East Anglia Defences

Prior to the outbreak of war, the only defences actually in place were the fixed defences of the ports.  Defence schemes for these ports considered raids only; the question of invasion, defined as “a serious attack, by which an enemy seeks to bring about a decisive issue” was not dealt with.   Invasion was to be defeated by the Royal Navy backed up by mobile armies that could be concentrated to counter any landings.  To safe guard London, the assumed objective of an invasion, field works were planned which would control the approaches to the city – known as the London Defence Positions.   Field works for the London Defence Positions and defended ports were not to be prepared until attack was considered imminent.

 

By 1915, the decision to entrench along the east and south-east coasts and begin work on the London Defence Positions was taken.   Work continued well into 1916, the front line trenches improved and rear positions constructed to support the front line providing an elaborate trench system, complete with dugouts, in places. The entrenchments and open stretches of beach were protected by barbed wire entanglements.  The work was carried out by troops and civilian contractors. Those who thought they were training to go overseas were not impressed: "We learnt we were to  embark on the task of digging trenches - somewhere in Essex! That put the lid on things, so we considered. We, infantry soldiers, to dig trenches! It couldn't be right. We thought the Engineers, or the Pioneers, or somebody else, did that. Our job was to carry a rifle, and to shoot Germans" - 23rd (Service) Battalion Royal Fusiliers.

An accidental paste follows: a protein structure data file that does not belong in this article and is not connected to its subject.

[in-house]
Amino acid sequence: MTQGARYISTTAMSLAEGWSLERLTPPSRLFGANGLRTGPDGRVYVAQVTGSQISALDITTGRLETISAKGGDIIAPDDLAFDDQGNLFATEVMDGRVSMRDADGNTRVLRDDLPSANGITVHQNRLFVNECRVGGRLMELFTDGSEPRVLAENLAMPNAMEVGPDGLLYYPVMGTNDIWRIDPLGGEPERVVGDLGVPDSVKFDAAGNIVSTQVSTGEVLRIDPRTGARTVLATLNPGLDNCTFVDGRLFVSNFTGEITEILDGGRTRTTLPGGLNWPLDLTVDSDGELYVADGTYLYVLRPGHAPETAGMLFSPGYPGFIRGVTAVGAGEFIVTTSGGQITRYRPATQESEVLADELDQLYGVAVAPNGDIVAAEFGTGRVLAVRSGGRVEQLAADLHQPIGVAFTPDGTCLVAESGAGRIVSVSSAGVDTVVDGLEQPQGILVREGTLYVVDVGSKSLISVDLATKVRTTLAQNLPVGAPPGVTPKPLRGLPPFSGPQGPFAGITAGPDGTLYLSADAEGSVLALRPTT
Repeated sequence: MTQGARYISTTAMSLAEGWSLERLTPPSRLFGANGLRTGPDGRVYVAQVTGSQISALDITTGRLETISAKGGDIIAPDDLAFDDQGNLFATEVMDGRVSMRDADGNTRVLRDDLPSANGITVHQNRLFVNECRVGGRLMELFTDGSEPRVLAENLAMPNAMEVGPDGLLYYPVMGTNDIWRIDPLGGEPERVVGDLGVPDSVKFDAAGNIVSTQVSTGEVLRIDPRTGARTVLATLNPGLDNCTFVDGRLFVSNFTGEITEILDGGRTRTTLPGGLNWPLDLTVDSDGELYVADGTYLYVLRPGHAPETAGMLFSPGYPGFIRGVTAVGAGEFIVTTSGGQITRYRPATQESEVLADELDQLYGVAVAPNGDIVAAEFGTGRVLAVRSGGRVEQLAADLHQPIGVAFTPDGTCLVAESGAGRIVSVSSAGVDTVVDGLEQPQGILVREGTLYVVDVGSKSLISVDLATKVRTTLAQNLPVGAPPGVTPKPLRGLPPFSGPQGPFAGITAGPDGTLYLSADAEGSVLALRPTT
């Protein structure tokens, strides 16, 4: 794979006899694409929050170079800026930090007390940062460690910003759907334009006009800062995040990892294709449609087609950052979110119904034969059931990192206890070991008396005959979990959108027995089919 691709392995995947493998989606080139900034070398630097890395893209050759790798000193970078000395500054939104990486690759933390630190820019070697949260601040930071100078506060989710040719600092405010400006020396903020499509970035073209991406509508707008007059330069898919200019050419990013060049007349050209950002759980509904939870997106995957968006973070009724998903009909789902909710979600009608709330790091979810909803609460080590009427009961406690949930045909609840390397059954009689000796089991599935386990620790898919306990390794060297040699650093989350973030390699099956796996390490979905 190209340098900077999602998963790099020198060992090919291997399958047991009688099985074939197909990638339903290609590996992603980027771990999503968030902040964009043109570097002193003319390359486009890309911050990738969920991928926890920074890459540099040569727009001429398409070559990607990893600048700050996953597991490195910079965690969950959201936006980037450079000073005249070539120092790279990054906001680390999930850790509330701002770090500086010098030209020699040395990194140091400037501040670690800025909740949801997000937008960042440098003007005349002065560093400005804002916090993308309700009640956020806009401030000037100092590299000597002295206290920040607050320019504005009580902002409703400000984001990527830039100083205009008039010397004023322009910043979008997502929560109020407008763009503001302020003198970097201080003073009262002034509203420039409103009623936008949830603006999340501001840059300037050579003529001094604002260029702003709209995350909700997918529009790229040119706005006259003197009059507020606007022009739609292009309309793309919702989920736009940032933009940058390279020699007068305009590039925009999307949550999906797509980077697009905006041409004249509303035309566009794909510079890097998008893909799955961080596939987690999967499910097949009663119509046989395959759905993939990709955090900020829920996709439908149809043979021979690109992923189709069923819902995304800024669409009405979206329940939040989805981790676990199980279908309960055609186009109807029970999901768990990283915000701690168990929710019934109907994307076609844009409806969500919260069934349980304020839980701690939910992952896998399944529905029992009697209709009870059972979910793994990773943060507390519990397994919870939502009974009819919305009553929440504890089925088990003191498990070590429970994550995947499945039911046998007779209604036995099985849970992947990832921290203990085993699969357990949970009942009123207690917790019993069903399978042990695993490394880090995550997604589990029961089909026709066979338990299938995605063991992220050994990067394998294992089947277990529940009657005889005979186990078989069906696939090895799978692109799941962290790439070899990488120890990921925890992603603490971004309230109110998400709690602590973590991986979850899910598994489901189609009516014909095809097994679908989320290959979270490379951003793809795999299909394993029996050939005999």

In Norfolk, three main and seven intermediate breastworks were constructed from Rocket House to Sparrow Gap, Sherringham. A subsidiary position (consisting of 15 trenches) was constructed from Warborough Hill to 300 yards east of Weybourne Station.  A second line (consisting of 22 trenches) was constructed from Gallow Hill to Weybourne Springs Hotel.  Sherringham was also entrenched with work starting on a second line during November 1915. Mention is also made of entrenchments at East Runton and Overstrand.  Although the Norfolk coast further west was deemed less vulnerable as the salt marshes would have hindered a quick enemy movement inland, defence was not ignored in this area.  Sandbag emplacements were constructed on the shingle beach at Cley and Salthouse. These were severely damaged during a north-westerly gale in early November. Work was commenced on the Taverham - Salhouse  Defence Line, sited to cover Norwich.

 

In Suffolk, work began on constructing field works in the vicinity of Harwich soon after war was declared along the lines of the pre-war defence scheme. During 1915 entrenchment began at Lowestoft. The same storm that damaged defences in Norfolk in November is also noted as damaging defences at Lowestoft Denes as well as works to the south at Thorpeness, Aldeburgh and Slaughden.  The 2/6th West Yorks constructed an intricate trench system at Corton Cliffs during 1916 in support of the front line trenches that had already been dug.  

 

 

Right: Defence Works north

Lowestoft, 1915

 

 

 

 

 

 

 

 

 

 

 

 

 

 

 

 

 

 

 

 

 

 

 

 

 

 

 

 

 

 

 

 

 

 

 

Additional trench lines were also dug to add depth to the London Defence Positions sometime in 1916/17.